Really hurt. Good, straight start meant another whistle on Jesus earlier on. Nothing really happened after, except rowing over. At this point we began to feel that the week might get repetitive.
Bomber’s long term strategy to reunite the Fairbairns first IV came to its final fruition with the return of Karel Kabelik, to replace an indisposed Craig. Craig had suddenly become ill, in a manner not inconsistent with methods known to be used by Czech Special Forces.
We had a good view of Girton failing to catch Pembroke, which provided plenty of entertainment once Jesus had decided they would rather play with LMBC.
Really really hurt.
Round about First Post Corner, it really started to f-ing hurt. This didn’t really go away. If anything, it got worse. Especially that bit between First Post Corner and Top Finish.
Despite gradually closing the gap between us and LMBC, getting down to half a length on the Long Reach, they were so determined to avoid spooning that they certainly gave us a tough race. Unusual, as people are generally keen to spoon with Peterhouse M1. Maybe we lacked the usual charm this time.
Peterhouse M1 stayed level at position 7 in the Lent Bumps charts
W2: Lent Bumps 2013By Rebecca Tsao
Day one. We were terrified. Sure, we'd worked hard, trained hard and were going to race hard... but how good were Wolfson? And how good were the Darwin boat they were chasing in front? What about the Sidney boat behind us? We had a great row down and were promptly terrified by rediscovering just how loud the cannons were. Our station was at the outlet, so Bomber had been planning how to push us out differently for quite a while. The final gun went, and we were off, winding to "FORTY AND A HALF" (Jenny always makes a point to emphasise rates over forty. to terrify the opposition) and settling to a rocky 36. Or perhaps a 34. We made up half a length off the start, but fell back once we had settled. We tore around First Post Corner, then got to two whistles on Grassy Corner, and then suddenly it felt very bumpy in the bows.. My blade tapped something - I looked around - there was Wolfson's stern but yet they weren't conceding! The next stroke I took went chopping through Wolfson's stern (no damage), and their stroke's blade got caught underneath Natasha's uncompromising bows. After that they decided it was maybe a good idea to concede.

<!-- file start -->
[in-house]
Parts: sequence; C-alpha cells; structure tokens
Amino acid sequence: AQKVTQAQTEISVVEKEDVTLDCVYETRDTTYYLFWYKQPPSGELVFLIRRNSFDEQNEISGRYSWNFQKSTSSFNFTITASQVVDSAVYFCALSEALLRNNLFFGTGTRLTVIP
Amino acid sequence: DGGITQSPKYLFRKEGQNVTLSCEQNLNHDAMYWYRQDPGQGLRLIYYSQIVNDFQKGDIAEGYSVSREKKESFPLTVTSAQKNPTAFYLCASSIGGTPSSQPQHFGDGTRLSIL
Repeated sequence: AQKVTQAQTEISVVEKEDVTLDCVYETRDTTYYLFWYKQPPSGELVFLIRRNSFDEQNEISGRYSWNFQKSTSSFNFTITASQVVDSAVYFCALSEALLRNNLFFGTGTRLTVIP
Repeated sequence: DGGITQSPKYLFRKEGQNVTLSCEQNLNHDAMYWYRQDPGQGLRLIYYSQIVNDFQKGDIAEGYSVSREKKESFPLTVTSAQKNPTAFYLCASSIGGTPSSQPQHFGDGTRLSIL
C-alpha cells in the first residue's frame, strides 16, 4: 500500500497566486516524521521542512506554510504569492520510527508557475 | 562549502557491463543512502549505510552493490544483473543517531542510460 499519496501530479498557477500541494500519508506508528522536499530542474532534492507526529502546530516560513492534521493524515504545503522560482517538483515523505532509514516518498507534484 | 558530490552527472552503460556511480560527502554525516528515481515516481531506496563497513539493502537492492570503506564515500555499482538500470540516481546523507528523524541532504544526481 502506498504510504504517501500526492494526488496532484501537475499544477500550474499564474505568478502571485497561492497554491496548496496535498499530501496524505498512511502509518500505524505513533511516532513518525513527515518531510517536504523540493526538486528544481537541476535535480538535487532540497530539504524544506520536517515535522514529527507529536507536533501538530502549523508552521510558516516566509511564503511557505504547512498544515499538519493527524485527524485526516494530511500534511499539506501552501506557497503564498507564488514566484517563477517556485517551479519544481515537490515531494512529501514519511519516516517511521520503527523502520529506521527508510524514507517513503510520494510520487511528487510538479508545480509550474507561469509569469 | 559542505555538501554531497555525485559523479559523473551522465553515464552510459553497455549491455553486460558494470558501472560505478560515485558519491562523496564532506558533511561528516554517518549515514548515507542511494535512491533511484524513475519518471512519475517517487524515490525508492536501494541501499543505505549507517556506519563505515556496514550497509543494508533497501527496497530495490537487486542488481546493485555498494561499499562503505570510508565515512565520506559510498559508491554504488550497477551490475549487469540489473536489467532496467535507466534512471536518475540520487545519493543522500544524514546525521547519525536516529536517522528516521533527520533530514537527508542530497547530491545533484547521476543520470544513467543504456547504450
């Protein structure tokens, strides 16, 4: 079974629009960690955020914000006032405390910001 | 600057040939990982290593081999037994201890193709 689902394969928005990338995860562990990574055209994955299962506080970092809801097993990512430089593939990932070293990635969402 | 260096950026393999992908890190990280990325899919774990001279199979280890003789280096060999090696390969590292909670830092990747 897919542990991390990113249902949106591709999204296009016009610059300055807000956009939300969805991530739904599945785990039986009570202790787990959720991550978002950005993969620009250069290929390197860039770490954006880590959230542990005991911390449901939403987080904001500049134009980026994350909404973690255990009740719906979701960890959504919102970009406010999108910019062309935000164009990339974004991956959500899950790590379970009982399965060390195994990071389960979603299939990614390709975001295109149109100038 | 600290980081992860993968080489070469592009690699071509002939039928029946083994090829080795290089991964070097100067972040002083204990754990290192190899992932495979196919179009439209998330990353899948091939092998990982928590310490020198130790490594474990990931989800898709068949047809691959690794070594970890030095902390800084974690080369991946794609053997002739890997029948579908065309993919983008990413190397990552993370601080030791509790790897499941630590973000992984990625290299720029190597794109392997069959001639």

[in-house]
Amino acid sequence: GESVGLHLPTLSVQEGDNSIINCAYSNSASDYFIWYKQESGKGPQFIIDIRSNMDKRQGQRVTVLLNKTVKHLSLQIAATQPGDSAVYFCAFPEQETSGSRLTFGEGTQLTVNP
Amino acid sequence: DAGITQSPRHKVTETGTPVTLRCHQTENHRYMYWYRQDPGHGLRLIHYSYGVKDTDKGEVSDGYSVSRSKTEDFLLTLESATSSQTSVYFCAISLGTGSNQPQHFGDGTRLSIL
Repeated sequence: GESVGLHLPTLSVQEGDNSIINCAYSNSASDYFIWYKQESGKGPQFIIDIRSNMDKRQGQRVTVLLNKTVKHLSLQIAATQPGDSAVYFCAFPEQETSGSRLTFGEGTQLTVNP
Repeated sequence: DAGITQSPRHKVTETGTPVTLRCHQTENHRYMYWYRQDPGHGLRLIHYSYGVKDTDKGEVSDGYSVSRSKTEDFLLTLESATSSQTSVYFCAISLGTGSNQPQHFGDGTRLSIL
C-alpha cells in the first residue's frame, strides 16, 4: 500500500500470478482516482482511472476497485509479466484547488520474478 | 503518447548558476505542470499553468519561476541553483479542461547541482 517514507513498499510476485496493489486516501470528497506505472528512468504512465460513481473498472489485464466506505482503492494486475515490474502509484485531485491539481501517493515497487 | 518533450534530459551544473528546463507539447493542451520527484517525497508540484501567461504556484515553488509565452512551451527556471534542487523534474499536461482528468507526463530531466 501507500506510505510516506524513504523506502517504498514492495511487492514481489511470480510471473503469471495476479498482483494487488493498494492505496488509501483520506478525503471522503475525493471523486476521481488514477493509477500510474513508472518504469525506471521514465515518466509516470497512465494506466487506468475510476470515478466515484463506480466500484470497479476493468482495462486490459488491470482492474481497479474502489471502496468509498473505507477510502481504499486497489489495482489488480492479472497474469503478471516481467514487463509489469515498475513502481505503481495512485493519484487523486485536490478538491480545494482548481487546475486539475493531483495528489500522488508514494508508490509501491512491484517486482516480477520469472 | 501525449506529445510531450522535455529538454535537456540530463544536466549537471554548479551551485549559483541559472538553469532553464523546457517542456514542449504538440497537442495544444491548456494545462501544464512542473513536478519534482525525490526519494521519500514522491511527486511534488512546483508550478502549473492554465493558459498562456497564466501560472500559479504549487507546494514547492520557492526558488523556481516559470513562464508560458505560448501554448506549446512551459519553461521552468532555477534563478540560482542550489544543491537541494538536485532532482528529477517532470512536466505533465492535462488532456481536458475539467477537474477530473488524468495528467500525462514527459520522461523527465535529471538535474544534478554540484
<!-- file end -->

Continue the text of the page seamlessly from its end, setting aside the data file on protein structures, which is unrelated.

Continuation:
The first-day-of-Bumps jitters gone (with a bump, the best way to get rid of them), we were psyched to take on Tit Hall II. At the start, Wolfson behind us were probably keen for a revenge bump, but they didn't take notice of the outlet when pushing out and their start swung them round to veer to stroke side. And then we didn't notice them any more. We wound to forty and and were starting to lengthen out to a strong and rhythmic stride. We got to 37 before we were told to hold it up. BUMP.
Today’s report will be as short as the race itself. We went for essentially a burst and had barely enough time to settle before “HOLD IT UP”. How many strokes? Count the words in this report. BUMP.
NO ONE was allowed to utter the B word. But some people did it anyway. Question was, could we get Darwin W1 before they snagged a falling Caius W2? We hoped that the clear water and their well funded boat club would give Caius a sufficient advantage to hold Darwin off, but disaster struck. Coming into Grassy we were a canvas off Darwin, just as Darwin were a canvas off Caius. Darwin took a look at us and made a push for the bump. Caius took a look at Darwin and freaked the hell out and gave up. Jenny, who had been steering the best line of the lot, got us around Grassy without impediment and coaxed us through the sickening rowover.
The things to remember here are:
a) good crews go up three; lucky crews go up four and
b) NEXT YEAR, DARWIN. Next year. We're coming for you. Caius II too.
c) Screaming your highest rate at your opponents definitely freaks them out.